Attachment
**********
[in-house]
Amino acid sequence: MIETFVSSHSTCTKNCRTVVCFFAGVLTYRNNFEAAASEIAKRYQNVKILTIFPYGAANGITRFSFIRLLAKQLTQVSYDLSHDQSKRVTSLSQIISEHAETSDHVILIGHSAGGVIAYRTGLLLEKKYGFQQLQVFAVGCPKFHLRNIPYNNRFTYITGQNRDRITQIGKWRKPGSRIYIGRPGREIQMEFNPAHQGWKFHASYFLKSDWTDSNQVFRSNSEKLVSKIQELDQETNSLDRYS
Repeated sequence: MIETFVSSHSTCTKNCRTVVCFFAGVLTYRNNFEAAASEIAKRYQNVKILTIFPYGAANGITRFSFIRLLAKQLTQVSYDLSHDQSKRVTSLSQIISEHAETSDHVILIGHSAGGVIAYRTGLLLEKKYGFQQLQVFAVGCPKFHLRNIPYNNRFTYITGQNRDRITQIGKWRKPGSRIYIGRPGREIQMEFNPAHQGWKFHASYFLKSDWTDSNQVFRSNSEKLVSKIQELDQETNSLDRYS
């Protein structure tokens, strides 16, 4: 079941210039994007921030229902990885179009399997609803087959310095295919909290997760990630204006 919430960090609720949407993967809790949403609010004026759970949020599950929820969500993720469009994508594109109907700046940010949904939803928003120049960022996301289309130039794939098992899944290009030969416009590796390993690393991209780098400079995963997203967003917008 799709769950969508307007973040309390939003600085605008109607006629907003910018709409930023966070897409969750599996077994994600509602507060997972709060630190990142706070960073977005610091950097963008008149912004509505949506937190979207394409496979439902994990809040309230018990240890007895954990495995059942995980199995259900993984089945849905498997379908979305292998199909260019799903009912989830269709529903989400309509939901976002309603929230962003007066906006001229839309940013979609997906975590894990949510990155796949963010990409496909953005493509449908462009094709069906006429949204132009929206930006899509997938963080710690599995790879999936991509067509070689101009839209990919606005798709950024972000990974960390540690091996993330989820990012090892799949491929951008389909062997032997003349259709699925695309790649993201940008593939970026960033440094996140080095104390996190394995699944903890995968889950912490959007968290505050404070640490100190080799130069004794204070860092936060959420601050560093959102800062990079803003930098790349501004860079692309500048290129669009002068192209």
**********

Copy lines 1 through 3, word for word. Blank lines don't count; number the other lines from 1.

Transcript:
[in-house]
Amino acid sequence: MIETFVSSHSTCTKNCRTVVCFFAGVLTYRNNFEAAASEIAKRYQNVKILTIFPYGAANGITRFSFIRLLAKQLTQVSYDLSHDQSKRVTSLSQIISEHAETSDHVILIGHSAGGVIAYRTGLLLEKKYGFQQLQVFAVGCPKFHLRNIPYNNRFTYITGQNRDRITQIGKWRKPGSRIYIGRPGREIQMEFNPAHQGWKFHASYFLKSDWTDSNQVFRSNSEKLVSKIQELDQETNSLDRYS
Repeated sequence: MIETFVSSHSTCTKNCRTVVCFFAGVLTYRNNFEAAASEIAKRYQNVKILTIFPYGAANGITRFSFIRLLAKQLTQVSYDLSHDQSKRVTSLSQIISEHAETSDHVILIGHSAGGVIAYRTGLLLEKKYGFQQLQVFAVGCPKFHLRNIPYNNRFTYITGQNRDRITQIGKWRKPGSRIYIGRPGREIQMEFNPAHQGWKFHASYFLKSDWTDSNQVFRSNSEKLVSKIQELDQETNSLDRYS